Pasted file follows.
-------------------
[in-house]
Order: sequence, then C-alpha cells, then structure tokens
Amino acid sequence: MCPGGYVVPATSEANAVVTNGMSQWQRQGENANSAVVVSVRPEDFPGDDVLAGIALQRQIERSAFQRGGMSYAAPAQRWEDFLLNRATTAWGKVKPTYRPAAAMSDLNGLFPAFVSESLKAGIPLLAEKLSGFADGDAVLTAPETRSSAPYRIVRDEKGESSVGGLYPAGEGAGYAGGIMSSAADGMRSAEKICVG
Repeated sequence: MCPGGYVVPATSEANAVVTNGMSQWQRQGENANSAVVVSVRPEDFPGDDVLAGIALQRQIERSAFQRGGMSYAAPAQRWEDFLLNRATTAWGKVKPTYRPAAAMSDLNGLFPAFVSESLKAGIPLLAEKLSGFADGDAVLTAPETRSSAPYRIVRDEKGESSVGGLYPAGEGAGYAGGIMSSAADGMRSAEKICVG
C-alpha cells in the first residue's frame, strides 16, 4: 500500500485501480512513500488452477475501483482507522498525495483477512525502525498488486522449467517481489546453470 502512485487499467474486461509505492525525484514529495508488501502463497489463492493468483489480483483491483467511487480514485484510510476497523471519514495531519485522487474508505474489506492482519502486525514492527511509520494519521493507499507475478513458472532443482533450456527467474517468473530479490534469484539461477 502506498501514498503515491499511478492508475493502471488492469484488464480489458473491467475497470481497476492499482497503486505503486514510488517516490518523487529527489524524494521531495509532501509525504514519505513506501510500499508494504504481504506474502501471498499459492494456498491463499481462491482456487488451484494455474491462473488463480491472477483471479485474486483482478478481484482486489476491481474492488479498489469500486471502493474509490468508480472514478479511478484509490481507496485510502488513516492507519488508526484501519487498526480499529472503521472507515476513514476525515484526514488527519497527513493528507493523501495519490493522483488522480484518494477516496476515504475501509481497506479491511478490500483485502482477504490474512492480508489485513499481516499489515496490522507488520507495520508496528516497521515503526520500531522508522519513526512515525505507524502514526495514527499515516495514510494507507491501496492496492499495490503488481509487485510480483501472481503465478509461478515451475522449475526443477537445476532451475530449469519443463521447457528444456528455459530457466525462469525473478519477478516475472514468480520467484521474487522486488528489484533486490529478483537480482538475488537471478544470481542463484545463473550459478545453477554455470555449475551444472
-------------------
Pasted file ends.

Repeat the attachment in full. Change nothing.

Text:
[in-house]
Order: sequence, then C-alpha cells, then structure tokens
Amino acid sequence: MCPGGYVVPATSEANAVVTNGMSQWQRQGENANSAVVVSVRPEDFPGDDVLAGIALQRQIERSAFQRGGMSYAAPAQRWEDFLLNRATTAWGKVKPTYRPAAAMSDLNGLFPAFVSESLKAGIPLLAEKLSGFADGDAVLTAPETRSSAPYRIVRDEKGESSVGGLYPAGEGAGYAGGIMSSAADGMRSAEKICVG
Repeated sequence: MCPGGYVVPATSEANAVVTNGMSQWQRQGENANSAVVVSVRPEDFPGDDVLAGIALQRQIERSAFQRGGMSYAAPAQRWEDFLLNRATTAWGKVKPTYRPAAAMSDLNGLFPAFVSESLKAGIPLLAEKLSGFADGDAVLTAPETRSSAPYRIVRDEKGESSVGGLYPAGEGAGYAGGIMSSAADGMRSAEKICVG
C-alpha cells in the first residue's frame, strides 16, 4: 500500500485501480512513500488452477475501483482507522498525495483477512525502525498488486522449467517481489546453470 502512485487499467474486461509505492525525484514529495508488501502463497489463492493468483489480483483491483467511487480514485484510510476497523471519514495531519485522487474508505474489506492482519502486525514492527511509520494519521493507499507475478513458472532443482533450456527467474517468473530479490534469484539461477 502506498501514498503515491499511478492508475493502471488492469484488464480489458473491467475497470481497476492499482497503486505503486514510488517516490518523487529527489524524494521531495509532501509525504514519505513506501510500499508494504504481504506474502501471498499459492494456498491463499481462491482456487488451484494455474491462473488463480491472477483471479485474486483482478478481484482486489476491481474492488479498489469500486471502493474509490468508480472514478479511478484509490481507496485510502488513516492507519488508526484501519487498526480499529472503521472507515476513514476525515484526514488527519497527513493528507493523501495519490493522483488522480484518494477516496476515504475501509481497506479491511478490500483485502482477504490474512492480508489485513499481516499489515496490522507488520507495520508496528516497521515503526520500531522508522519513526512515525505507524502514526495514527499515516495514510494507507491501496492496492499495490503488481509487485510480483501472481503465478509461478515451475522449475526443477537445476532451475530449469519443463521447457528444456528455459530457466525462469525473478519477478516475472514468480520467484521474487522486488528489484533486490529478483537480482538475488537471478544470481542463484545463473550459478545453477554455470555449475551444472